Variegate Porphyria

Variegate Porphyria

Brain & Nerve
Digestive Health
Contributed byLester Fahrner, MD+1 moreOct 06, 2023

What are the other Names for this Condition? (Also known as/Synonyms)

  • Mixed Hepatic Porphyria
  • Mixed Porphyria
  • South African Genetic Porphyria

What is Variegate Porphyria? (Definition/Background Information)

  • Porphyrias are disorders resulting from excess porphyrin buildup in the liver and bone marrow. Manufacturing hemoglobin and related proteins (heme synthesis) involves a class of molecules called porphyrins. Porphyrias are either inherited or acquired, and are described as acute, chronic, and cutaneous
  • Variegate Porphyria (VP) is a rare congenital condition affecting heme metabolism, but normally having an onset during early adulthood. It is similar to acute intermittent porphyria and is triggered by external/internal factors; but additionally, in VP, skin involvement is noted
  • Variegate Porphyria is an acute and cutaneous form of porphyria that is typically inherited in an autosomal dominant manner, due to mutations in the PPOX gene, which causes a defect in heme production in the bone marrow and liver. VP is termed as a hepatic porphyria, meaning that the porphyrin compounds accumulate in the liver. This form of porphyria is more common among the South African population
  • During acute attacks (presentation of severe symptoms, which are not very long-lasting), the disorder is characterized by severe abdominal pain, constipation or diarrhea, and neurological symptoms that include muscle pain and weakness. Additionally, light-sensitivity of the skin (on exposure to sunlight), results in skin abnormalities including blistering and ulceration
  • A healthcare provider typically diagnoses this genetic disorder by testing porphyrin levels in body fluid samples, along-with symptom assessment. Establishing the presence of increased levels of porphyrin compounds in urine, blood, or feces can help confirm the diagnosis
  • The treatments for Variegate Porphyria involves removing or treating the triggers causing VP and symptomatic treatment. It also involves administering intravenous heme and the use of suitable sun protection creams. In many, the symptoms of an acute attack subside on their own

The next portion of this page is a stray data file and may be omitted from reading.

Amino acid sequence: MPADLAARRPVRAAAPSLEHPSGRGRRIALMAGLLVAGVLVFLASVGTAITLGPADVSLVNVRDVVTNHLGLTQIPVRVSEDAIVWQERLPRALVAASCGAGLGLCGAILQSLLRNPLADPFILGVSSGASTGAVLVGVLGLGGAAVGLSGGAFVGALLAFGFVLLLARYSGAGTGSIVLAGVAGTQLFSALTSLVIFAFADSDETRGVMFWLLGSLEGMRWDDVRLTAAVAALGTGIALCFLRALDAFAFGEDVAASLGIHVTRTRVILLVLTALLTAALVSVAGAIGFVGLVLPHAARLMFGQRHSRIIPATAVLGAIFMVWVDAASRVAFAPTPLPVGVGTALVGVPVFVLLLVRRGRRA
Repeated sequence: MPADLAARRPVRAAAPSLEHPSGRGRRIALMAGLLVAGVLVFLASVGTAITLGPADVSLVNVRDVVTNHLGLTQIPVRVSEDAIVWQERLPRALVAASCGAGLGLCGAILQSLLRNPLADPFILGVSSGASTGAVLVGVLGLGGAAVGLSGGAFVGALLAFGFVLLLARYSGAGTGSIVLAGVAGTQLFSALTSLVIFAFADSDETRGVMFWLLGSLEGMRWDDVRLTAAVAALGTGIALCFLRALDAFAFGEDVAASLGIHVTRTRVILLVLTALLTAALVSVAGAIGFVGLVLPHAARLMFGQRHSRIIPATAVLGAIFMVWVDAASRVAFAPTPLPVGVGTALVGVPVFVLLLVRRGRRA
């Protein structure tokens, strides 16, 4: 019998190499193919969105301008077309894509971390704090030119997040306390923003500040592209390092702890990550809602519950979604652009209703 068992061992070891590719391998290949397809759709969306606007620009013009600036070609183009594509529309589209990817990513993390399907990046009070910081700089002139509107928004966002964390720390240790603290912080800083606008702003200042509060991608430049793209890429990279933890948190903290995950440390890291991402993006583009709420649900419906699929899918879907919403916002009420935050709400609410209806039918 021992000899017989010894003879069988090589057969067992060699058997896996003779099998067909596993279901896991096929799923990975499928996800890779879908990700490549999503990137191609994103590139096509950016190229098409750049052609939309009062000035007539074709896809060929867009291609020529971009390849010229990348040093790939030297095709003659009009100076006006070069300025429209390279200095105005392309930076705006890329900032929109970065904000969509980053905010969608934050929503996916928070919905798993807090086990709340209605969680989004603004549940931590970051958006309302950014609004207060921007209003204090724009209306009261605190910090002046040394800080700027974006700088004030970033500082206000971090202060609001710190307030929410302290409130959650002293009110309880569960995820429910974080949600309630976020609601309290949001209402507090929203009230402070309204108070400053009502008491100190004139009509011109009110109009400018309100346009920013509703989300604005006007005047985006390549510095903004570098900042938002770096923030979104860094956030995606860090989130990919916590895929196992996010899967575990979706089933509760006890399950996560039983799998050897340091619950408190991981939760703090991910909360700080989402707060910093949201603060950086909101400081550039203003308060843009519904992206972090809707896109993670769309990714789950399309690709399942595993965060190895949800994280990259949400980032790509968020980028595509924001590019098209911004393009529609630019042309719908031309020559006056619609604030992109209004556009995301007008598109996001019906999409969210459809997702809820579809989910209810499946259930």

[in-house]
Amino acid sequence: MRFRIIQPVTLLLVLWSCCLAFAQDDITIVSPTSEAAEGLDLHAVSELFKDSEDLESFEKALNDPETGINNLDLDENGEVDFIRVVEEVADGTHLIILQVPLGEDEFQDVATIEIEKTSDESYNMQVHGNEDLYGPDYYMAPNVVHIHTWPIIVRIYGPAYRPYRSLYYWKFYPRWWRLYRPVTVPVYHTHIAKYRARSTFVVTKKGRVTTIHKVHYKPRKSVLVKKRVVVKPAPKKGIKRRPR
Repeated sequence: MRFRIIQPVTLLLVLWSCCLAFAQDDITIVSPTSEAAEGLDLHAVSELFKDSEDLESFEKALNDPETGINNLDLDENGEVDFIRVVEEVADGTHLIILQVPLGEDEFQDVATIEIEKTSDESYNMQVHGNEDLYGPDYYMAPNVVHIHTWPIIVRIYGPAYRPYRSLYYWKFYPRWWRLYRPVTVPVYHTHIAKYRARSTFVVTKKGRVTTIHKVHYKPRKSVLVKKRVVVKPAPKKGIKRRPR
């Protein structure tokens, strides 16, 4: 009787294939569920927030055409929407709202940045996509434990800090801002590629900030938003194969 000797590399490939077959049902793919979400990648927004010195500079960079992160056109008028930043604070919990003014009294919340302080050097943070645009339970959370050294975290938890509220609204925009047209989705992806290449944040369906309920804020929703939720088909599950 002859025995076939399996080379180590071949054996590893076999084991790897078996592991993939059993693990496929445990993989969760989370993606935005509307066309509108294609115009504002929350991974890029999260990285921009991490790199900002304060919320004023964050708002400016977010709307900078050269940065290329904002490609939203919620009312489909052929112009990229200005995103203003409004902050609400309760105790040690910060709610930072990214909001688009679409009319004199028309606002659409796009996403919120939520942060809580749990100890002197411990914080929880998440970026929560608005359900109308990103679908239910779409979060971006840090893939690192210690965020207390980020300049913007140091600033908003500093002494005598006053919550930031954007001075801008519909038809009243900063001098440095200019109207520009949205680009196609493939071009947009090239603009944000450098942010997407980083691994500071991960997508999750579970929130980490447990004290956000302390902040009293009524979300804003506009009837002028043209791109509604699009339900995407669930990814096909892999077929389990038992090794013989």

• The prognosis of Variegate Porphyria is determined by the severity of symptoms and whether complications have developed. In many individuals, the prognosis is good with adequate treatment. However, individuals presenting symptoms early in childhood, may have poorer outcomes

Who gets Variegate Porphyria? (Age and Sex Distribution)

  • Variegate Porphyria (VP) is an uncommon genetic condition. But, it is reported to affect individuals of certain populations more than others
    • Among the Caucasians of South Africa, VP is reported as affecting 1 in 300 individuals
    • In Finland, VP is reported in 1 in 75,000 individuals 
    • The condition is also seen at a higher incidence in other European countries, such as Sweden and Switzerland, and Argentina and Australia
  • Since, it is a congenital disorder, the condition is present at birth but without signs and symptoms. However, generally the onset of symptoms is noted in young adults and occasionally by puberty. Sometimes, symptoms are first noted among older adults
  • Both male and female genders are affected

What are the Risk Factors for Variegate Porphyria? (Predisposing Factors)

  • A family history of Variegate Porphyria (VP) increases the risk of a newborn being diagnosed with the condition, since VP is an inherited disorder
  • A higher incidence of VP is observed in the Caucasian population of South Africa and individuals of Finnish descent

It is important to note that having a risk factor does not mean that one will get the condition. A risk factor increases one’s chances of getting a condition compared to an individual without the risk factors. Some risk factors are more important than others.

Also, not having a risk factor does not mean that an individual will not get the condition. It is always important to discuss the effect of risk factors with your healthcare provider.

What are the Causes of Variegate Porphyria? (Etiology)

Variegate Porphyria (VP) is caused by mutations in the PPOX gene on chromosome 1, which is involved in the production of “heme”.

  • Heme is a critical component of iron-containing proteins called hemoproteins. Hemoglobin is one such protein, which is the oxygen carrier in blood. Blood, bone marrow, and liver have the most heme protein in them
  • Mutations in the PPOX gene are inherited in an autosomal dominant manner. Mutations in this gene affects porphyrin metabolism. A compromised porphyrin metabolism causes a buildup of porphyrins in the body